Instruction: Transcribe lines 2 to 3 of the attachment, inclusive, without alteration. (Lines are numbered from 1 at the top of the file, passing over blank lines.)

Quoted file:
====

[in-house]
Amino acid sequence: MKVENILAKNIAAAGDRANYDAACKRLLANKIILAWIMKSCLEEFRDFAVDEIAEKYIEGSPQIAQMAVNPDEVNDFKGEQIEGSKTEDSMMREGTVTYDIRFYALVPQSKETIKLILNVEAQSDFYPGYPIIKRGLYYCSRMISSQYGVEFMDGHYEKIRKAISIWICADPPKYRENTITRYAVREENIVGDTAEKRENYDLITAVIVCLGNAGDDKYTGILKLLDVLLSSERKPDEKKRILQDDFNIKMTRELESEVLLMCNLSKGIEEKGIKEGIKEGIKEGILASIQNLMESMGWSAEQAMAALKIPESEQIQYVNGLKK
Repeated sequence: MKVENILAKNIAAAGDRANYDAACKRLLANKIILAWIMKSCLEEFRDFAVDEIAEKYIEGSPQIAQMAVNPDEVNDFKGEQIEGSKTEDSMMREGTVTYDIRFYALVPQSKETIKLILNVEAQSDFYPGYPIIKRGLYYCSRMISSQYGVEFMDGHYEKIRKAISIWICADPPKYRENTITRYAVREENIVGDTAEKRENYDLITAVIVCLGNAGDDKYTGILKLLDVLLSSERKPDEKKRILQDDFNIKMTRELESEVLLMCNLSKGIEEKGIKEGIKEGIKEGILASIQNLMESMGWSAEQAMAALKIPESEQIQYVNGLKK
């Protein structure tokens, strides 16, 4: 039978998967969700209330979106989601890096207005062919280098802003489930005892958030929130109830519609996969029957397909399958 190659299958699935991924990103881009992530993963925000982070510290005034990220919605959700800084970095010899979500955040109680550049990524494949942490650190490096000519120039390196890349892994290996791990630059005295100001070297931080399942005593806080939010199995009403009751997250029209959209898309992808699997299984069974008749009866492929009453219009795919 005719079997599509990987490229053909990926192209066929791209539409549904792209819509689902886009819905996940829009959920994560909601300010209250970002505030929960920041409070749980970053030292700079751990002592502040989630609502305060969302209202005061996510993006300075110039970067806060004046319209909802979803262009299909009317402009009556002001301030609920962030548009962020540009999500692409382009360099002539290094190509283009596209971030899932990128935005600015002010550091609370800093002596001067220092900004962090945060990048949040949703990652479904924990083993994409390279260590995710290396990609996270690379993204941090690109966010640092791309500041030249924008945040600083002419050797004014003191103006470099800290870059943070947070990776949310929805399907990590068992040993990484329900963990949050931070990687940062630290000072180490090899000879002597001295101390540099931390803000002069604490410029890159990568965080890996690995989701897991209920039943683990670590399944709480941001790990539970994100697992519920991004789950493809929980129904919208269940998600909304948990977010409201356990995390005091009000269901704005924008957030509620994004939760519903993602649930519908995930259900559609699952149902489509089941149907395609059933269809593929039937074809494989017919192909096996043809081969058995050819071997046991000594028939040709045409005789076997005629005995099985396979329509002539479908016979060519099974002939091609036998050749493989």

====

Amino acid sequence: MKVENILAKNIAAAGDRANYDAACKRLLANKIILAWIMKSCLEEFRDFAVDEIAEKYIEGSPQIAQMAVNPDEVNDFKGEQIEGSKTEDSMMREGTVTYDIRFYALVPQSKETIKLILNVEAQSDFYPGYPIIKRGLYYCSRMISSQYGVEFMDGHYEKIRKAISIWICADPPKYRENTITRYAVREENIVGDTAEKRENYDLITAVIVCLGNAGDDKYTGILKLLDVLLSSERKPDEKKRILQDDFNIKMTRELESEVLLMCNLSKGIEEKGIKEGIKEGIKEGILASIQNLMESMGWSAEQAMAALKIPESEQIQYVNGLKK
Repeated sequence: MKVENILAKNIAAAGDRANYDAACKRLLANKIILAWIMKSCLEEFRDFAVDEIAEKYIEGSPQIAQMAVNPDEVNDFKGEQIEGSKTEDSMMREGTVTYDIRFYALVPQSKETIKLILNVEAQSDFYPGYPIIKRGLYYCSRMISSQYGVEFMDGHYEKIRKAISIWICADPPKYRENTITRYAVREENIVGDTAEKRENYDLITAVIVCLGNAGDDKYTGILKLLDVLLSSERKPDEKKRILQDDFNIKMTRELESEVLLMCNLSKGIEEKGIKEGIKEGIKEGILASIQNLMESMGWSAEQAMAALKIPESEQIQYVNGLKK